Instagram Twitter E-mail

It all adds up...

The ten days of Henley Literary Festival start at the end of this month and one of the returning authors is Henley’s most famous mathematician, Marcus du Sautoy. Cindy Burrowes spoke to the professor, broadcaster, writer, playwright and performer about Henley and his latest book, The Creativity Code: How AI is Learning to Write, Paint and Think.

Marcus du Sautoy is the Charles Simonyi Professor for the Public Understanding of Science at Oxford University. He is also a Professor of Mathematics and Fellow of New College, has won prestigious prizes in his field and was awarded an OBE for services to science. So he is, arguably, one of Henley’s most brilliant sons.

He credits his career in mathematics to his Gillotts maths teacher, Mr Bailson. The pair were reunited in 2010 for BBC Radio 4’s Top of the Class, where they revisited the conversation in the Gillotts classroom where Mr Bailson gave Marcus a list of books he thought he might enjoy.

“Actually the seed for that mathematics obsession that I have was sown by my teacher at Gillotts. All the books I write are trying to pay him back for the inspiration he gave me,” said Marcus whose parents left the town 25 years ago.

It is the Henley Literary Festival that has reintroduced the professor to his hometown more recently, and this year’s will be his third appearance. He has always maintained a link with Henley and Oxford: “I did a lot of music in Henley, I played trumpet in the Henley Town band, music at Gillotts and the Oxford Youth Orchestra, so Oxford was always part of my world, and I think those trips showed me what an amazing place it was to go to university.”

The multi-talented author collaborates regularly with different artists in a variety of mediums, and still plays in concerts with two amateur orchestras in London. He also works with the Oxford Philarmonic Orchestra in joint performances exploring musical scores in which numbers can enlighten the notes.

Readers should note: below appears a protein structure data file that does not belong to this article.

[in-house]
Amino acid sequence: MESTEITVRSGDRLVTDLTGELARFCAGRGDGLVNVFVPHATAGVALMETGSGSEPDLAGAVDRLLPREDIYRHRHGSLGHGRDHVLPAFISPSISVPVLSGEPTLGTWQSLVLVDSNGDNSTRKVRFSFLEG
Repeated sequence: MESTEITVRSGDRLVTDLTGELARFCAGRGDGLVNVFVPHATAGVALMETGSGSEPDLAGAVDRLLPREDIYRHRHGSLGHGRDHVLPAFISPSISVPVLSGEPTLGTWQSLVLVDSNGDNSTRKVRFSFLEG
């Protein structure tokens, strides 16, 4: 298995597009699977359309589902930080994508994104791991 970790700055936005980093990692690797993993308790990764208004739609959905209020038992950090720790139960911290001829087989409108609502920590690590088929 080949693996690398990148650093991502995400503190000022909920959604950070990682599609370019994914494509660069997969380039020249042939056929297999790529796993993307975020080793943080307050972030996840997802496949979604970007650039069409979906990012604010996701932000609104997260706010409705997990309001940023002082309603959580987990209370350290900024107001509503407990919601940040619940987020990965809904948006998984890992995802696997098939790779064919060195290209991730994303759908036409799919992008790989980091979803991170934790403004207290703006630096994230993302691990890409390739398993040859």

Another side to Marcus’s artistic talent is his stage performances. This year he performed his play, Strange Loops, to sell-out audiences at the Barbican. He is also a mathematical adviser for theatre companies, including the National Theatre’s The Curious Incident of the
Dog in the Nighttime.

Strange Loops looks at the impact of technology on what it means to be human. It is this link with mathematics and creativity that Marcus explores in his latest book.

“My book is trying to illustrate that mathematics is a very creative subject, not just music but narrative, visual arts, but in particular trying to explain that mathematics is not a cold, emotionless subject,” said Marcus who explores our potential creative future using Artificial Intelligence (AI).

”In my book I try to explain that even human creativity is something that AI might be able to achieve and I will explain how AI isn’t something scary.”

In a world that is nervous about AI, but relies increasingly on algorithms, Marcus encourages his audience to participate in discovering whether a machine without an internal, emotional world can be as creative as a human.

“And I think at the heart of the whole journey is ‘will it at some stage develop some sort of consciousness?’

“I don’t see any reason why a computer could not have an internal emotional world, a long way down the line in the future,” said Marcus.

“I think we are at a real turning point because a lot of people realise that we are at the beginning of a new industrial revolution.

“The AI we are seeing is going to dramatically change the structure of society and people just don’t know how. Hopefully this will give them an insight into the direction we are headed.”

Marcus du Sautoy will be discussing The Creativity Code: How AI is Learning to Write, Paint and Think on Thursday, October 3 at
6.30pm at Phyllis Court Club. For tickets go to

This Month's Issue